Dr. Price assumed his duties as Professor of Surgery and head of the Department in February, 1943. In addition to his teaching and administrative responsibilities at the University, Dr. Price was also named “Surgeon-in-Chief” at the Salt Lake County General Hospital.
By formal agreement, the County and the Board of Regents placed running of the SLGH under the control of the clinical members of the University medical faculty. By all accounts, the conditions at the County Hospital were dreadful.
Salt Lake County General Hospital played an important part in the development of the new medical school as it assumed the role as the University’s main teaching hospital.“
The medical school fared little better, having to content itself with making do in twenty-five buildings, ranging from wooden barracks to old stables scattered about the city and campus.
Despite the evident physical hardships, the opportunity to attract a number of “young idealists who were eager to try out their own ideas,” Dr. Price later noted, was foundational in building the medical school’s reputation. So successful was it in that regard, an article in Newsweek in 1952 referred to the growing school as “The Johns Hopkins of the West.”
“Brains Not Bricks” was, in those early years, the motto of the medical school. The desire to recruit a superior faculty meant that for fifteen years the school and hospital functioned as two institutions.
Young idealists who were eager to try out their own ideas”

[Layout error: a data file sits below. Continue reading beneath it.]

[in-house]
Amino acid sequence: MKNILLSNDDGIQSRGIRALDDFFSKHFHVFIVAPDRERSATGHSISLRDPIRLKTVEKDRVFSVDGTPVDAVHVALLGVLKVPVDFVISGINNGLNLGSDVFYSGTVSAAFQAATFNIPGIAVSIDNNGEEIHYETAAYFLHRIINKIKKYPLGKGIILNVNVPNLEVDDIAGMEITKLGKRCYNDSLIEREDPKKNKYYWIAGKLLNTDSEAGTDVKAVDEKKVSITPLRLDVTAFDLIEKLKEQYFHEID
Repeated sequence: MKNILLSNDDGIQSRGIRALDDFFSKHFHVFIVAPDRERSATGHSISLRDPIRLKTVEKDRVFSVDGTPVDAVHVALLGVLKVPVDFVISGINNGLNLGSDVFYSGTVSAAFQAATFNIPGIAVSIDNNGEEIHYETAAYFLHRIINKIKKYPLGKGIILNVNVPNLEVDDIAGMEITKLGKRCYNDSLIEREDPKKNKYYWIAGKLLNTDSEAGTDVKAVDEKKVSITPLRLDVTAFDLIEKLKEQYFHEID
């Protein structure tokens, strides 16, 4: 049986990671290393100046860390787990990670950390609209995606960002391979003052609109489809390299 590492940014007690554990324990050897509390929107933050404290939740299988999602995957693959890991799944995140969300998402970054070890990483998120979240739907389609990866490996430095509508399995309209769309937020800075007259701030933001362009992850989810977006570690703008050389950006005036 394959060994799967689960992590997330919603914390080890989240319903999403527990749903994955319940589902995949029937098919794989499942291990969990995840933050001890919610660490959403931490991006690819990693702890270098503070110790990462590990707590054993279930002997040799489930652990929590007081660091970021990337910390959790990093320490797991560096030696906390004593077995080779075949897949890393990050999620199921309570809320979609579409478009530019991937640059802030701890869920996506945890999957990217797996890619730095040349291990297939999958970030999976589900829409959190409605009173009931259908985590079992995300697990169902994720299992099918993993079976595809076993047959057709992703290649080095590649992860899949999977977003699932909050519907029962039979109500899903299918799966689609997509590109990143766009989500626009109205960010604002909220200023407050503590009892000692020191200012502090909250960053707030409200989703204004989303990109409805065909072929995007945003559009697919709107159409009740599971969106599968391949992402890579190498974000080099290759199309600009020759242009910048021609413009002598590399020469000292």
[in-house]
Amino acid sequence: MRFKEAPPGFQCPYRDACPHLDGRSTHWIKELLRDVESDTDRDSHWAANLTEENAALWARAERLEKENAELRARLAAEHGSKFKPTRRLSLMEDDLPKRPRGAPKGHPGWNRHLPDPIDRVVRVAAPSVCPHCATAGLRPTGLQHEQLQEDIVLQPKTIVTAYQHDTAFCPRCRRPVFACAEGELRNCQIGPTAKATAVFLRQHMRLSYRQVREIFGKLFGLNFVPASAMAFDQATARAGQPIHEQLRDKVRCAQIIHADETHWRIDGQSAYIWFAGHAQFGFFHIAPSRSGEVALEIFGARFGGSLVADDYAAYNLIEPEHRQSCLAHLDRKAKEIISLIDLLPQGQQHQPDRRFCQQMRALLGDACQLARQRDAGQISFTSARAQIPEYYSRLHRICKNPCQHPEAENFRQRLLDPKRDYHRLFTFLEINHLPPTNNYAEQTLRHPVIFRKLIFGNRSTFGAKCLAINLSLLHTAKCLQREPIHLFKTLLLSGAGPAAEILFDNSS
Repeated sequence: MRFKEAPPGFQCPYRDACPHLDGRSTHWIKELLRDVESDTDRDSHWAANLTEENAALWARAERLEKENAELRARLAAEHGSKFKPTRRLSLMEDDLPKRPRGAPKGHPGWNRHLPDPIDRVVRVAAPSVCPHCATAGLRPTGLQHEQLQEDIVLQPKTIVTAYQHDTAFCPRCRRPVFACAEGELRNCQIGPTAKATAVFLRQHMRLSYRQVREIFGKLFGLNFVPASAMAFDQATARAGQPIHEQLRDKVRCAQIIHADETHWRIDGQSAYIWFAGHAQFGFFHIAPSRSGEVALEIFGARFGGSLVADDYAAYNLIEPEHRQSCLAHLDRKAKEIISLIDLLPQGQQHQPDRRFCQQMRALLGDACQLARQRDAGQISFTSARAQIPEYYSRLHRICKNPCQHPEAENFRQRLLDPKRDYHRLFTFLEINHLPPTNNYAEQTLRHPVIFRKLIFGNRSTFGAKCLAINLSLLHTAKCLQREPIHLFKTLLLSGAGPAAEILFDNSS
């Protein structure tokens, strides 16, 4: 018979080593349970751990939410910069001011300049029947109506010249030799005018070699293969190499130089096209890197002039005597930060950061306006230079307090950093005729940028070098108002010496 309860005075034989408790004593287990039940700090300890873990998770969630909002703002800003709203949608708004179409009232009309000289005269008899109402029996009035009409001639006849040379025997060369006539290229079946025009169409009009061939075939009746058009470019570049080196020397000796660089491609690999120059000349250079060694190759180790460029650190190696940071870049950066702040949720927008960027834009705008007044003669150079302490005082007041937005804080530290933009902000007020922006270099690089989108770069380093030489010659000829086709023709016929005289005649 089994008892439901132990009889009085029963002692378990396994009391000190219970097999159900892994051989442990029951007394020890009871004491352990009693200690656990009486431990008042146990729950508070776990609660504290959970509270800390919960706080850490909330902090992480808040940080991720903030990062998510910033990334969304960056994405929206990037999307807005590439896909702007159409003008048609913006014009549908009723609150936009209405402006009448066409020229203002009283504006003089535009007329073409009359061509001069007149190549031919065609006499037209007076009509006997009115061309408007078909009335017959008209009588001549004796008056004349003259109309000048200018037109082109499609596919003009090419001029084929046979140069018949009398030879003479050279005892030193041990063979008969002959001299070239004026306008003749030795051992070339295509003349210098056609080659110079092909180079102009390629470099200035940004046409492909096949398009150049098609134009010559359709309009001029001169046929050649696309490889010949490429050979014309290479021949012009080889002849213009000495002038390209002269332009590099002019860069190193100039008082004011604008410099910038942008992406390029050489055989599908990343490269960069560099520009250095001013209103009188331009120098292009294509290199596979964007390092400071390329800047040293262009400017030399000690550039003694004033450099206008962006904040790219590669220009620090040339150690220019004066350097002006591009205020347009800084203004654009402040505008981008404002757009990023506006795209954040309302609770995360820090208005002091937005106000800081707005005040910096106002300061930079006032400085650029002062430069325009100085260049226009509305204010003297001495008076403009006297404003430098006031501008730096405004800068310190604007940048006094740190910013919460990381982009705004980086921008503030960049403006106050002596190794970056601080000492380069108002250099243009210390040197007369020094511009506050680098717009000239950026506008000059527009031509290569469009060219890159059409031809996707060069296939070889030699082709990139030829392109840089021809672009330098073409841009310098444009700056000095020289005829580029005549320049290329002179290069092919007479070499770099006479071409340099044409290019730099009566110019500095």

In 1955, the University set aside a parcel of land acquired from Fort Douglas as the future site of the University Hospital. The following year with Dr. Price named dean, the Board of Regents approved the plan for construction of a $10 million academic medical center. In 1957 the state Legislature authorized an appropriation of $4 million.
Much of the planning for the Medical Center had been just talk prior to 1955 when Dr. Price became acting dean
The remaining total was raised by means of a public fund drive headed by a committee of prominent citizens, and a $2 million grant-in-aid by way of the NIH and Hill-Burton Act.
Ground was broken on July 13, 1959, although the contract for construction was not concluded until December 14, 1961. Work, by conditions of the contract, had to commence within four weeks. On January 9, 1962, Dr. Price, along with University administrators and medical faculty watched Governor George D. Clyde maneuver an earth-moving tractor to officially begin construction.
Twenty years after Dr. Price’s letter accepting Dr. Callister’s challenge, with the Governor and dignitaries looking on that September, the retiring dean laid the cornerstone of the hospital he had envisioned in 1942
A hospital “that would not be palatial or fancy, but which would facilitate carrying on the highest grade of scientific work, which by the quality and reputation of its clinical work would attract patients from the whole Mountain Region irrespective of their economic status, and which would have such a standing in the community that the best physicians and surgeons of the city would aspire to join its visiting staff.”